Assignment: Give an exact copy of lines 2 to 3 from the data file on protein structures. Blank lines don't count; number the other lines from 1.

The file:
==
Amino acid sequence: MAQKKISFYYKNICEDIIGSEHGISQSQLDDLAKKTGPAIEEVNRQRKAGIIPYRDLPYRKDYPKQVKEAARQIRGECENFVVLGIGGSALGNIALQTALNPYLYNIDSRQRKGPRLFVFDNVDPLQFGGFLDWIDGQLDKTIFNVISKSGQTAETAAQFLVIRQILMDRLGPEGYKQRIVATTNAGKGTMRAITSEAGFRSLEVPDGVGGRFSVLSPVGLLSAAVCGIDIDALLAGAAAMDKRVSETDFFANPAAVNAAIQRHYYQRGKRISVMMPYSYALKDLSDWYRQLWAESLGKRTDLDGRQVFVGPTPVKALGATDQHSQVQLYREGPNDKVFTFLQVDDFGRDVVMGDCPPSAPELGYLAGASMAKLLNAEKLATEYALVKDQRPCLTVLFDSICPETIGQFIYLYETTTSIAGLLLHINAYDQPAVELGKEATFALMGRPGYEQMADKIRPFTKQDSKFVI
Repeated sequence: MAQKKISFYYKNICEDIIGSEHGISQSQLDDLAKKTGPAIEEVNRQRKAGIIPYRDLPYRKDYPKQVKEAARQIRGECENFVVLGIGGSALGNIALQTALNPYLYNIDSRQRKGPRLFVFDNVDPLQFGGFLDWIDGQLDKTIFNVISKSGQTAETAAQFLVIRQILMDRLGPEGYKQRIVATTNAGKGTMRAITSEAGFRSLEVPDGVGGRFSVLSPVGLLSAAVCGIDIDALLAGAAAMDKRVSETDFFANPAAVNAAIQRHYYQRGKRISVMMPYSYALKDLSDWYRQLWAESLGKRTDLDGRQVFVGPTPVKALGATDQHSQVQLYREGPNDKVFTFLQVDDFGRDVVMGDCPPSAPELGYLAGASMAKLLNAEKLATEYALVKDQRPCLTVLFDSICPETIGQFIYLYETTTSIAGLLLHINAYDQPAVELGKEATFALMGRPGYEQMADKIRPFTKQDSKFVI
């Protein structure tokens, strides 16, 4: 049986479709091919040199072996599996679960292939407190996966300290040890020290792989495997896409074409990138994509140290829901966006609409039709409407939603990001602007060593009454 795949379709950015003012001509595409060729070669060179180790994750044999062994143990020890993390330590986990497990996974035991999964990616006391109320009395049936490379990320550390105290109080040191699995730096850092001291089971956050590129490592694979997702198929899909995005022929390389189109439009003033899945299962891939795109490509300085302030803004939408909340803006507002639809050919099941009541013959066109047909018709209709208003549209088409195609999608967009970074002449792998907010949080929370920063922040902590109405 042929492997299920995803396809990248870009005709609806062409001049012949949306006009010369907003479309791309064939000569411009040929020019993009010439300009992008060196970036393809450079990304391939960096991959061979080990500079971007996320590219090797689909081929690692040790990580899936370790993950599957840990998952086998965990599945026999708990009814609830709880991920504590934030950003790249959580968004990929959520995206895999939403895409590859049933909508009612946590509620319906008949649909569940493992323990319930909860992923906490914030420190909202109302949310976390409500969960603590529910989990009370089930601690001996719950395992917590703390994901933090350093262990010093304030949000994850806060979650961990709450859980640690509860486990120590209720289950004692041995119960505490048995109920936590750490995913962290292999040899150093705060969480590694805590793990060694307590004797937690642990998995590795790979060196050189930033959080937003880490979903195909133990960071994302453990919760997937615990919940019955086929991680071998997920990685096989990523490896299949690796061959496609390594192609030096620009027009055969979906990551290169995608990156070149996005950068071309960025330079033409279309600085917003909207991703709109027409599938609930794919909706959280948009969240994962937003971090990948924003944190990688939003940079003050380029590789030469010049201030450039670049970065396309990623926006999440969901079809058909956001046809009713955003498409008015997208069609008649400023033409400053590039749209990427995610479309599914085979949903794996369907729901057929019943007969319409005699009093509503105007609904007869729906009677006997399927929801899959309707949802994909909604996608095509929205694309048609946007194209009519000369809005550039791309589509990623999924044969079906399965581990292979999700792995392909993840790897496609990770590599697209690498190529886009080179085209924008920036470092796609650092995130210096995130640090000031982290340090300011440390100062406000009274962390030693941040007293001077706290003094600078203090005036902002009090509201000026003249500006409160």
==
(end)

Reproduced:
Repeated sequence: MAQKKISFYYKNICEDIIGSEHGISQSQLDDLAKKTGPAIEEVNRQRKAGIIPYRDLPYRKDYPKQVKEAARQIRGECENFVVLGIGGSALGNIALQTALNPYLYNIDSRQRKGPRLFVFDNVDPLQFGGFLDWIDGQLDKTIFNVISKSGQTAETAAQFLVIRQILMDRLGPEGYKQRIVATTNAGKGTMRAITSEAGFRSLEVPDGVGGRFSVLSPVGLLSAAVCGIDIDALLAGAAAMDKRVSETDFFANPAAVNAAIQRHYYQRGKRISVMMPYSYALKDLSDWYRQLWAESLGKRTDLDGRQVFVGPTPVKALGATDQHSQVQLYREGPNDKVFTFLQVDDFGRDVVMGDCPPSAPELGYLAGASMAKLLNAEKLATEYALVKDQRPCLTVLFDSICPETIGQFIYLYETTTSIAGLLLHINAYDQPAVELGKEATFALMGRPGYEQMADKIRPFTKQDSKFVI
């Protein structure tokens, strides 16, 4: 049986479709091919040199072996599996679960292939407190996966300290040890020290792989495997896409074409990138994509140290829901966006609409039709409407939603990001602007060593009454 795949379709950015003012001509595409060729070669060179180790994750044999062994143990020890993390330590986990497990996974035991999964990616006391109320009395049936490379990320550390105290109080040191699995730096850092001291089971956050590129490592694979997702198929899909995005022929390389189109439009003033899945299962891939795109490509300085302030803004939408909340803006507002639809050919099941009541013959066109047909018709209709208003549209088409195609999608967009970074002449792998907010949080929370920063922040902590109405 042929492997299920995803396809990248870009005709609806062409001049012949949306006009010369907003479309791309064939000569411009040929020019993009010439300009992008060196970036393809450079990304391939960096991959061979080990500079971007996320590219090797689909081929690692040790990580899936370790993950599957840990998952086998965990599945026999708990009814609830709880991920504590934030950003790249959580968004990929959520995206895999939403895409590859049933909508009612946590509620319906008949649909569940493992323990319930909860992923906490914030420190909202109302949310976390409500969960603590529910989990009370089930601690001996719950395992917590703390994901933090350093262990010093304030949000994850806060979650961990709450859980640690509860486990120590209720289950004692041995119960505490048995109920936590750490995913962290292999040899150093705060969480590694805590793990060694307590004797937690642990998995590795790979060196050189930033959080937003880490979903195909133990960071994302453990919760997937615990919940019955086929991680071998997920990685096989990523490896299949690796061959496609390594192609030096620009027009055969979906990551290169995608990156070149996005950068071309960025330079033409279309600085917003909207991703709109027409599938609930794919909706959280948009969240994962937003971090990948924003944190990688939003940079003050380029590789030469010049201030450039670049970065396309990623926006999440969901079809058909956001046809009713955003498409008015997208069609008649400023033409400053590039749209990427995610479309599914085979949903794996369907729901057929019943007969319409005699009093509503105007609904007869729906009677006997399927929801899959309707949802994909909604996608095509929205694309048609946007194209009519000369809005550039791309589509990623999924044969079906399965581990292979999700792995392909993840790897496609990770590599697209690498190529886009080179085209924008920036470092796609650092995130210096995130640090000031982290340090300011440390100062406000009274962390030693941040007293001077706290003094600078203090005036902002009090509201000026003249500006409160």